Sunday, July 1, 2012

Seven Years Ago Today, I Slipped Into A Darkness Called Wernicke Enecephalopathy

I am very much alive, and I'm really happy about that.
   July 1, 2005 could easily have been the date on my  head stone. That isn't my name on the head stone above, obviously. What's a little eerie is that I happened to see the above photo today of all days.
   Wernicke Enecphalopthay, also called Wernicke-Korsakoff Syndrome, or Wet Brain, and a few other names, is a serious illness most often brought about by alcohol abuse. It can kill. It certainly changes lives, and almost never for the better. Wernickes is about thiamin -- vitamin B1. It's a vitamin most folks don't have to worry about, but if you don't have enough of it, your brain stops functioning properly. Sometimes it stops functioning, period.
   For whatever reason, mine didn't stop functioning.

   July 1, 2005 was a bad day for my wife. I spent all but a few minutes of it in what was probably a coma. I hadn't felt well for months before that. Not quite sick, but not well. The only memory I have of that day is the sound of my wife on the telephone in the next room. I was in bed, and she was talking to the poison control center. I thought the cats had eaten a houseplant or something...but she was talking to them about me.
   I describe the illness, from the patient's point of view, in my book called Green Goblin. If you look around this blog, you'll find a long sample of Green Goblin. It's also available from this link:
   I'm grateful I got sick. Seriously! I was on the verge of losing everything to my drinking. It's scary to think about, but can't be denied. I don't dwell on it, but I don't let myself forget about it either.
   Today I got up in time to see the sun come up. I do that a lot, regardless of time of year. The sunrise is symbolic, as well as beautiful. On this day, July 1, I always feel like the pheonix of legend. I feel like I rose from my own ashes; arose a better man.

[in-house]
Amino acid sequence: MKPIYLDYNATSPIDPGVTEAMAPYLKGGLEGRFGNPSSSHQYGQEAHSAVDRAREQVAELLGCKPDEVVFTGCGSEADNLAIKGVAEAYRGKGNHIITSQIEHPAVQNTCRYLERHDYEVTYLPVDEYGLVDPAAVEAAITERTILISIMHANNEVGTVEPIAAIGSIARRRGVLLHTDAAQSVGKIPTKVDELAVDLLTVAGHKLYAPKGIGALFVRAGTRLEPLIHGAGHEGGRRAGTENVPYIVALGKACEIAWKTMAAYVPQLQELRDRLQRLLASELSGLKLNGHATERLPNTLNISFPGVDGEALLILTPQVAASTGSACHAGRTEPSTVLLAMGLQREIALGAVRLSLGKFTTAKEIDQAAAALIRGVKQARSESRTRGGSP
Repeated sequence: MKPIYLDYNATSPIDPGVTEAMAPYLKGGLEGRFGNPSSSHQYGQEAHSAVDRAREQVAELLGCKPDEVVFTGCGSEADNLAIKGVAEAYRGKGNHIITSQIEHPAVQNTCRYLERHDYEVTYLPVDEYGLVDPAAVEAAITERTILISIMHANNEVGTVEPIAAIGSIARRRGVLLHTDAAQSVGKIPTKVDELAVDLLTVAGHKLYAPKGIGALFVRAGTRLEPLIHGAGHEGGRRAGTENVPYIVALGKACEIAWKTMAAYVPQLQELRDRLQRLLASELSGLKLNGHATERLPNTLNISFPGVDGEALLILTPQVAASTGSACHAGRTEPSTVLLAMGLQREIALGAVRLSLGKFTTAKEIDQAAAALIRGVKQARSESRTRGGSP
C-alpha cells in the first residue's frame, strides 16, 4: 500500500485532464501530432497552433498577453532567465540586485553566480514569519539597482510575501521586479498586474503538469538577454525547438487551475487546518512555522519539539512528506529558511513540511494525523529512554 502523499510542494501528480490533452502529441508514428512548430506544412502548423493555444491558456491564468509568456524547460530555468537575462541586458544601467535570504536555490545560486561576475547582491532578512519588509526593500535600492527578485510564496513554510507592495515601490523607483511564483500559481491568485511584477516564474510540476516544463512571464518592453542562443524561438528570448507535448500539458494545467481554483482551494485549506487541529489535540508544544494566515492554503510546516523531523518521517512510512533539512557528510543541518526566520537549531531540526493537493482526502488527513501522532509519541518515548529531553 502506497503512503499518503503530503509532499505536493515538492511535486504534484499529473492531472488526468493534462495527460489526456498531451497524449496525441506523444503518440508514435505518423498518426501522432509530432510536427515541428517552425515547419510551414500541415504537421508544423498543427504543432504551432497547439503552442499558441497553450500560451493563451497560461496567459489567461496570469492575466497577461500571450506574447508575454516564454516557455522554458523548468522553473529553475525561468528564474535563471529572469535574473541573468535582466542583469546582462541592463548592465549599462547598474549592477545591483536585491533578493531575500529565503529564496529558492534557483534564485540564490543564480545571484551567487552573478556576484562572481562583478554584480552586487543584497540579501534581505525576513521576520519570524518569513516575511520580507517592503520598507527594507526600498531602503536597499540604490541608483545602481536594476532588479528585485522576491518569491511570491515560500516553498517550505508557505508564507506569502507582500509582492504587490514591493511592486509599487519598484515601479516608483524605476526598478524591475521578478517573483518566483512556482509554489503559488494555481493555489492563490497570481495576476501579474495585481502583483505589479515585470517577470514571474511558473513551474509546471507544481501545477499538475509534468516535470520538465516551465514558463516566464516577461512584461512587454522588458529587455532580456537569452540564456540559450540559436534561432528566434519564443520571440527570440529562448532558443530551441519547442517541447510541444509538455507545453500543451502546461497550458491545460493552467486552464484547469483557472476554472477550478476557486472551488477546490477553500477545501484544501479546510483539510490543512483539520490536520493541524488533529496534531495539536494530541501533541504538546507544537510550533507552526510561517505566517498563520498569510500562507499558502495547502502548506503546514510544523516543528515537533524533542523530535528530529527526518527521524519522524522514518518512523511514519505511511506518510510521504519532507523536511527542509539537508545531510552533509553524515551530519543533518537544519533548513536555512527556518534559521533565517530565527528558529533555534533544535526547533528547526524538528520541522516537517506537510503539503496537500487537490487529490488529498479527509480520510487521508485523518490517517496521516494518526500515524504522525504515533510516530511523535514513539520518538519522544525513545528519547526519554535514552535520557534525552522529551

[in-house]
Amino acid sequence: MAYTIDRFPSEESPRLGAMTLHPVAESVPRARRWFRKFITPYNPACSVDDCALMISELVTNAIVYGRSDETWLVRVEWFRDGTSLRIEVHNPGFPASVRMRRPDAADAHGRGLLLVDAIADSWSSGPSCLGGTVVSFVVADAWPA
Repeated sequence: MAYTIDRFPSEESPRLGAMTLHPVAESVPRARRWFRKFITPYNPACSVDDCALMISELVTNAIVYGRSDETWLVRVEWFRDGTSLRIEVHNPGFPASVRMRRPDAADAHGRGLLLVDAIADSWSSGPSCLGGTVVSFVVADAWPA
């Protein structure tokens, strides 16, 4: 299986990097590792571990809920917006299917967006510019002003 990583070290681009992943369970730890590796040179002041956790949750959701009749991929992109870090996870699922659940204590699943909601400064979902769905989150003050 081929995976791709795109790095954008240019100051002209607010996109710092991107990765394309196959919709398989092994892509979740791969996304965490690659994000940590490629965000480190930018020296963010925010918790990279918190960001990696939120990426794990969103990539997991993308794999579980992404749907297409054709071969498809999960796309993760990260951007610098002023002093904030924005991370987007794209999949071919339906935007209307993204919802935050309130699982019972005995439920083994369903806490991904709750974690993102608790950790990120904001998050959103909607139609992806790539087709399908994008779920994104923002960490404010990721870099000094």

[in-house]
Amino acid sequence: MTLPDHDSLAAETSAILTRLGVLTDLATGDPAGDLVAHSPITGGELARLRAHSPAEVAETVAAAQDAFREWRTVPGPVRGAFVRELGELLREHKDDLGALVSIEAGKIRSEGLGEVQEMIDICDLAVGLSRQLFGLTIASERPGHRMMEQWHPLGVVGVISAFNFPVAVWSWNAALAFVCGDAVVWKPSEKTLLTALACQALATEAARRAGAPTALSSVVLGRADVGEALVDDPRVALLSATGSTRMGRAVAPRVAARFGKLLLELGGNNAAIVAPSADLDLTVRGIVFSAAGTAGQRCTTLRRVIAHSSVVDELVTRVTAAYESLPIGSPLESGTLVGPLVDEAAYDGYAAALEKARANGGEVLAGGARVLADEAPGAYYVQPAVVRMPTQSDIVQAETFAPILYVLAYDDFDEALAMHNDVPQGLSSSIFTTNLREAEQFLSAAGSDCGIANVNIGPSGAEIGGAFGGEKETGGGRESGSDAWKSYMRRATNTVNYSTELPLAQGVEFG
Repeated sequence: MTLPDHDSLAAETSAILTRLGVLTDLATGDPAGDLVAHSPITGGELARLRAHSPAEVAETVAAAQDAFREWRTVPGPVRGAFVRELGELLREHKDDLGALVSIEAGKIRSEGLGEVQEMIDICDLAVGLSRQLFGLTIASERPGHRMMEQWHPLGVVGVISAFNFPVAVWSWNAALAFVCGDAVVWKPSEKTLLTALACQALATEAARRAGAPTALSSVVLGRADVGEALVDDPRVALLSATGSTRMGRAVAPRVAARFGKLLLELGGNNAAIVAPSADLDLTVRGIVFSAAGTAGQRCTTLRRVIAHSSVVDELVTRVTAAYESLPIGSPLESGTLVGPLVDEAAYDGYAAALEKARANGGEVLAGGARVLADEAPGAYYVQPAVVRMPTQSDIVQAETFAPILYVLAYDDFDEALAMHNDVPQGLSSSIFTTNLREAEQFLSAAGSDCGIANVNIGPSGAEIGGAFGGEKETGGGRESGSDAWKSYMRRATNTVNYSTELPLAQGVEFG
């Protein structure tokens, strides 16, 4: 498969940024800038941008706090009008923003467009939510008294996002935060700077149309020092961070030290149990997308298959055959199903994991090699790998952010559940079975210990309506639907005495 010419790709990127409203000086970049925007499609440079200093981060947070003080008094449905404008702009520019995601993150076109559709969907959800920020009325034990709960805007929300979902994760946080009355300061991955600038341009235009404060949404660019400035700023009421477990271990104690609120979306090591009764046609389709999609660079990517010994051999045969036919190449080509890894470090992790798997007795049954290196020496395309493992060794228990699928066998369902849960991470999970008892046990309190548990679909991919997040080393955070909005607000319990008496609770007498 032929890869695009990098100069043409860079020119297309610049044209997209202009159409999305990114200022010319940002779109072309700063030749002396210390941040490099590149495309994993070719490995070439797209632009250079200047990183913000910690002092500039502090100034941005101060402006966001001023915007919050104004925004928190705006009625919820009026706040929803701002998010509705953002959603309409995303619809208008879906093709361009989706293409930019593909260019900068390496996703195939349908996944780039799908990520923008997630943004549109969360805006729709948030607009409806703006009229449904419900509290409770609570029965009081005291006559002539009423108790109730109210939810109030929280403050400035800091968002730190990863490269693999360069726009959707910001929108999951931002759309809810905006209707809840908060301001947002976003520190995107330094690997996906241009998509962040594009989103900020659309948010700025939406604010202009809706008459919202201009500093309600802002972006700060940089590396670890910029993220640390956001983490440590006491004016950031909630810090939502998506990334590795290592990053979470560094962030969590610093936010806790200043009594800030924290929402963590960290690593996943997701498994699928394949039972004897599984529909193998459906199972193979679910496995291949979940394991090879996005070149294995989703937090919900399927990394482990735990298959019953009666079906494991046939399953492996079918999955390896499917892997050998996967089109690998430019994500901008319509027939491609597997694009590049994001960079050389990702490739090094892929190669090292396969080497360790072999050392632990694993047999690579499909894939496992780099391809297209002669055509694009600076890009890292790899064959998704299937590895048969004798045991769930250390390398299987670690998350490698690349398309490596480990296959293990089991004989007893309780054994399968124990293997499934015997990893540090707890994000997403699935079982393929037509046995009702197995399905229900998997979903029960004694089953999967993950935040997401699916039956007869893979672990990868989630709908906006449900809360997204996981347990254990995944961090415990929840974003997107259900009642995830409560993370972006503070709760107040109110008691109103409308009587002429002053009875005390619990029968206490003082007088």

Sadly, not many come out of wernickes to live a normal life. Most end up needing someone to take care of them for the rest of their lives. Considering the disease usually hits in middle age and doesn't shorten lifespan, that can be a very long time. The ability to form long term memories is the biggest hurdle to living a normal life after wernickes. I don't know why I came out as well as I did. I wish I did know, because then I could help others overcome this thing.

   I'm grateful I got sick because, sadly, I think getting sick is what it took for me to quit drinking. If you're struggling with alcohol, please be smarter than I was. Get help. Don't worry. That's as close to a lecture as I'll give.

   In any case, I always reflect on the illness, what got me there, and the miracles that got me out of it, on this day. For me, July 1 is my independence day. It is the day I crossed into darkness. It is the day that by crossing into the deep darkness of that illness, I was able to make the decision that I wanted to live this second chance to the fullest. It hasn't been easy. I quit drinking. My wife and I moved to her hometown, a place where I had few roots (but many friends). I left my good, salaried job, and took a part time job cleaning bathrooms. I re-assembled my brain a piece at a time. I started writing books.
   In short -- I learned how to live, and love life and all its grins and warts.
   Make it a great day, my friend!

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